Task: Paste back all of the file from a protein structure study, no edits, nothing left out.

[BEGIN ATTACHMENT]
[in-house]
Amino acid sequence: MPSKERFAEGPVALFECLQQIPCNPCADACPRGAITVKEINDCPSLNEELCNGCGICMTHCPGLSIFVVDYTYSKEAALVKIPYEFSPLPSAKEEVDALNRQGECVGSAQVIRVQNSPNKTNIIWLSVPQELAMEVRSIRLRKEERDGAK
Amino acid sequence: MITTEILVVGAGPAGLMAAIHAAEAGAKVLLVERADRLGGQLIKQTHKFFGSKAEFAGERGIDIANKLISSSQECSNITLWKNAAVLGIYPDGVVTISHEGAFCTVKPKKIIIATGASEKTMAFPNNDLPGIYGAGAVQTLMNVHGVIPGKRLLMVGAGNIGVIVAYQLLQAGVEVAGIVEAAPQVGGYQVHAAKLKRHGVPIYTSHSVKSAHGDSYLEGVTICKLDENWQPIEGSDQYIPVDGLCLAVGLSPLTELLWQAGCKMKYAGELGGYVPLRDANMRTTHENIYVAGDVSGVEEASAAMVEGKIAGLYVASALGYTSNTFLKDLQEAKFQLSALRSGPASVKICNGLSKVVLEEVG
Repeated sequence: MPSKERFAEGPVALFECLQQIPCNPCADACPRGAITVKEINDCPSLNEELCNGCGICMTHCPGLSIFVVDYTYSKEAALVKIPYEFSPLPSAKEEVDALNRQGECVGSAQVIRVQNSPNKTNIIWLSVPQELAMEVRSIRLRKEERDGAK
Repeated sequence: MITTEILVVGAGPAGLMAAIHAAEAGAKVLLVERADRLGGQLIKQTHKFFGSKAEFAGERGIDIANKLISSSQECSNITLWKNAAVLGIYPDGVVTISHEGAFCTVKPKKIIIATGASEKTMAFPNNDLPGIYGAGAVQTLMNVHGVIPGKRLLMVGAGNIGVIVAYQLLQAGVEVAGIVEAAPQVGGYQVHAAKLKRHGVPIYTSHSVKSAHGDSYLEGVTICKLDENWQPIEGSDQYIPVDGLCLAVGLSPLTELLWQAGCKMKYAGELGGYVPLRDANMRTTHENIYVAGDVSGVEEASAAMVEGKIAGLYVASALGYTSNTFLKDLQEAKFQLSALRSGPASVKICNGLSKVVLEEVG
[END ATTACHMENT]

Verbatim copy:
[in-house]
Amino acid sequence: MPSKERFAEGPVALFECLQQIPCNPCADACPRGAITVKEINDCPSLNEELCNGCGICMTHCPGLSIFVVDYTYSKEAALVKIPYEFSPLPSAKEEVDALNRQGECVGSAQVIRVQNSPNKTNIIWLSVPQELAMEVRSIRLRKEERDGAK
Amino acid sequence: MITTEILVVGAGPAGLMAAIHAAEAGAKVLLVERADRLGGQLIKQTHKFFGSKAEFAGERGIDIANKLISSSQECSNITLWKNAAVLGIYPDGVVTISHEGAFCTVKPKKIIIATGASEKTMAFPNNDLPGIYGAGAVQTLMNVHGVIPGKRLLMVGAGNIGVIVAYQLLQAGVEVAGIVEAAPQVGGYQVHAAKLKRHGVPIYTSHSVKSAHGDSYLEGVTICKLDENWQPIEGSDQYIPVDGLCLAVGLSPLTELLWQAGCKMKYAGELGGYVPLRDANMRTTHENIYVAGDVSGVEEASAAMVEGKIAGLYVASALGYTSNTFLKDLQEAKFQLSALRSGPASVKICNGLSKVVLEEVG
Repeated sequence: MPSKERFAEGPVALFECLQQIPCNPCADACPRGAITVKEINDCPSLNEELCNGCGICMTHCPGLSIFVVDYTYSKEAALVKIPYEFSPLPSAKEEVDALNRQGECVGSAQVIRVQNSPNKTNIIWLSVPQELAMEVRSIRLRKEERDGAK
Repeated sequence: MITTEILVVGAGPAGLMAAIHAAEAGAKVLLVERADRLGGQLIKQTHKFFGSKAEFAGERGIDIANKLISSSQECSNITLWKNAAVLGIYPDGVVTISHEGAFCTVKPKKIIIATGASEKTMAFPNNDLPGIYGAGAVQTLMNVHGVIPGKRLLMVGAGNIGVIVAYQLLQAGVEVAGIVEAAPQVGGYQVHAAKLKRHGVPIYTSHSVKSAHGDSYLEGVTICKLDENWQPIEGSDQYIPVDGLCLAVGLSPLTELLWQAGCKMKYAGELGGYVPLRDANMRTTHENIYVAGDVSGVEEASAAMVEGKIAGLYVASALGYTSNTFLKDLQEAKFQLSALRSGPASVKICNGLSKVVLEEVG